The University of Wisconsin-Milwaukee recently received a $1 million gift from Mrs. Billie Kubly to establish the Dr. Michael C. Kubly Military & Veterans Mental Health Endowment. The endowment was named in honor of Mrs. Kubly’s late husband, a veteran and renowned orthopedic surgeon in Milwaukee who died in January.
Mrs. Kubly has a high regard for veterans and a passion for removing the stigma around mental illness, suicide and depression. Her father was a World War I veteran who was affected by the war, and her late husband served in Vietnam, where he was deeply affected by the many surgeries he had to perform on wounded soldiers. In 2003, their son Charlie Kubly took his own life after suffering silently with depression. Since then, the Kublys have concentrated their philanthropy on improving the lives of those affected by mental health issues.
“After Charlie died, Michael and I established the Charles E. Kubly Foundation – a public charity – because we felt so strongly about increasing public awareness of depression and its devastating effects,” she said. “Our soldiers make so many sacrifices. Veterans and military personnel have unique challenges regarding mental health, and it was important to me to address that. UWM is a leader in serving veterans, and I am confident that many students there will be helped by this gift. This is my way of honoring Michael’s memory and his service to our country.”
More than one in 10 veterans suffers from PTSD, and studies show depression is common in those diagnosed with PTSD. This endowment will address these issues by funding military/veteran mental health research, programming and service delivery at UWM through its Military and Veterans Resource Center. The goal is to enhance the mental health of military personnel and veterans both while they are students at UWM and in the community.
“I am deeply grateful to Mrs. Kubly for so generously supporting our military personnel and veterans here at UWM,” Chancellor Mark Mone said. “UWM educates more veterans than any other college or university in Wisconsin. Our Military and Veterans Resource Center helps these students address their unique challenges and transition successfully to the workplace. Mental health is a key part of that, and Mrs. Kubly’s gift will provide long-term support for this critical area.”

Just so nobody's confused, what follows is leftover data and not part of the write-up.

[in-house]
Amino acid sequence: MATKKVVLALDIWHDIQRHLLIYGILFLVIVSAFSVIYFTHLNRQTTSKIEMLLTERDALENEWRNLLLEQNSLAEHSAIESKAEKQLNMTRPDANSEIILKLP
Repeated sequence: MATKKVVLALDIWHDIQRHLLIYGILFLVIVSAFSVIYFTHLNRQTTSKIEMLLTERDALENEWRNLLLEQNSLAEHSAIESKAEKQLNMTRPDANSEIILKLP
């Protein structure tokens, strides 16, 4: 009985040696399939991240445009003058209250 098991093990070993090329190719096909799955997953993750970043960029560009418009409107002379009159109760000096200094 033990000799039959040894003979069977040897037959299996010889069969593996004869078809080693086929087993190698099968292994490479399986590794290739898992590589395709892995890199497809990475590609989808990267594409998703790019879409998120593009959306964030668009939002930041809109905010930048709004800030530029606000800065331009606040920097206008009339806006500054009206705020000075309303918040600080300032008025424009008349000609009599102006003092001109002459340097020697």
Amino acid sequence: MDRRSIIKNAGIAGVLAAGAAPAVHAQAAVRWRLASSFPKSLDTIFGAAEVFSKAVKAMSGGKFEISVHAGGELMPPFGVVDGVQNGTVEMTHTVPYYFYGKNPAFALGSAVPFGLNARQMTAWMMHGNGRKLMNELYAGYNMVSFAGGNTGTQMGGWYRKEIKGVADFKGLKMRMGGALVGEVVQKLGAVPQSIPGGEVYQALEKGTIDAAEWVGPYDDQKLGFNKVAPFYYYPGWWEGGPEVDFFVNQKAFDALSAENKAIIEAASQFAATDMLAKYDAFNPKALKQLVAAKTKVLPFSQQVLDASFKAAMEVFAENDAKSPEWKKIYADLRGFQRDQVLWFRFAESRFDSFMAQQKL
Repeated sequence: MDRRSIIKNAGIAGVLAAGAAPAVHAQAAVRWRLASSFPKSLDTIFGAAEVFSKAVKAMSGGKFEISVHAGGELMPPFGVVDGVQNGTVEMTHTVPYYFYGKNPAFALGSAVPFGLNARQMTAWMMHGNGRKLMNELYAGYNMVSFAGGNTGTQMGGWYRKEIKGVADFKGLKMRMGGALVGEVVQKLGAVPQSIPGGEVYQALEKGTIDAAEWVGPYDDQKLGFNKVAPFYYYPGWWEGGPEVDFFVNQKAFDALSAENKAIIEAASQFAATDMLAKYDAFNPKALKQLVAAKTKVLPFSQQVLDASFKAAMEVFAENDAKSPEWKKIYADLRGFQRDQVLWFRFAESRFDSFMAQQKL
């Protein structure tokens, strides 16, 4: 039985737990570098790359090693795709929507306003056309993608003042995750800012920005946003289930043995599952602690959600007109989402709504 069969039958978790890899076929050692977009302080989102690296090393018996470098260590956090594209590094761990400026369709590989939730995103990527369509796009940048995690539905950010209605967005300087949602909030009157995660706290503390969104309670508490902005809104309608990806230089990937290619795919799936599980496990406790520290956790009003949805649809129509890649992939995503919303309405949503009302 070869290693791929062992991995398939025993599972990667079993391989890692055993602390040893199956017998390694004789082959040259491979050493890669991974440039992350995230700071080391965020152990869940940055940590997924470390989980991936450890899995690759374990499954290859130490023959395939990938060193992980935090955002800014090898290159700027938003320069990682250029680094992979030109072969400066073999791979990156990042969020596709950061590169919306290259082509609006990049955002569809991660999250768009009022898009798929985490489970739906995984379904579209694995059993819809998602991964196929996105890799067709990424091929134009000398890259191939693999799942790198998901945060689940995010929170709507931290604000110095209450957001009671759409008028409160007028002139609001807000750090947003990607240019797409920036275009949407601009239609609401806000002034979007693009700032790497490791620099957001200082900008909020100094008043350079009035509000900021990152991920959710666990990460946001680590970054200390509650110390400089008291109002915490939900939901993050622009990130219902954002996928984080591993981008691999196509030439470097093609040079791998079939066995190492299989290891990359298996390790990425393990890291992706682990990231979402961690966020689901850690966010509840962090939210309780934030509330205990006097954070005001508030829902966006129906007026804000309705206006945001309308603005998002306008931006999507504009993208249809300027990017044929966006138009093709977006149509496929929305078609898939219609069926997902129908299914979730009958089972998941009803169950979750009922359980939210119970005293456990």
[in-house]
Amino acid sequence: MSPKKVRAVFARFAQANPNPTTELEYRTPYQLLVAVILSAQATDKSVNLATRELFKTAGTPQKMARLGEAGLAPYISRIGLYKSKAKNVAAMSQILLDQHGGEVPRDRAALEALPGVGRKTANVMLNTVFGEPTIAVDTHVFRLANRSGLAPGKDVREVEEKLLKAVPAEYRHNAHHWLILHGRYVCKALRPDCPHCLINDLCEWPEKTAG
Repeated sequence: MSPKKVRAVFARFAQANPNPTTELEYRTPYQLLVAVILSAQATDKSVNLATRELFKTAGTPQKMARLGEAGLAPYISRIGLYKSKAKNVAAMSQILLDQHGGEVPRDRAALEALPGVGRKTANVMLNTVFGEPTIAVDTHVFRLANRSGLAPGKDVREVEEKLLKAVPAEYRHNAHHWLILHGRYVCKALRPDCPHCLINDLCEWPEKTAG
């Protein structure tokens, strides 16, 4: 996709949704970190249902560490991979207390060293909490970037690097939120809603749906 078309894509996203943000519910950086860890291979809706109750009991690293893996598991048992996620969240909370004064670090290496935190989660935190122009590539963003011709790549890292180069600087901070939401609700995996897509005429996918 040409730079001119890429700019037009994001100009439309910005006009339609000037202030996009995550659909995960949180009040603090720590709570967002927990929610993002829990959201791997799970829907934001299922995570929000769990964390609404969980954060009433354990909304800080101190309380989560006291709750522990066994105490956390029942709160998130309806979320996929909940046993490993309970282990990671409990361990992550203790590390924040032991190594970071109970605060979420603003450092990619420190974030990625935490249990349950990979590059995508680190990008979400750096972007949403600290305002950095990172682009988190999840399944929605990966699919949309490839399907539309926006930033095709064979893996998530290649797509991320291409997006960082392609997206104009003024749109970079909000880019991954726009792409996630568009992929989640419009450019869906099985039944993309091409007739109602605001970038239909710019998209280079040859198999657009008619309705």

UWM has developed strong, longstanding partnerships with the Medical College of Wisconsin and the Milwaukee VA Medical Center on efforts such as Project 22, which focuses on veteran suicide awareness and prevention; the Wisconsin Warrior Summit, which provides resources and information to veterans and their families; the Veterans Health Coalition, which connects agencies that can help veterans and their families; and the annual VA Mental Health Summit, which connects student veterans and other veterans in the community with mental health resources.
“Many veterans suffer from depression or post-traumatic stress disorder,” said Jayne Holland, interim director of UWM’s Military and Veterans Resource Center. “This gift will support the campus- and community-based research we conduct with our Milwaukee partners and extend our ability to provide mental health services to our military and veteran students, ultimately improving their quality of life and making their transition from the military to the civilian workforce smoother.”
Mrs. Kubly’s gift supports UWM’s comprehensive fundraising effort, Made in Milwaukee, Shaping the World: The Campaign for UWM. Focused on raising support for students, research and community engagement, the campaign has a goal of $200 million, the largest in UWM’s history.
University of Wisconsin-Milwaukee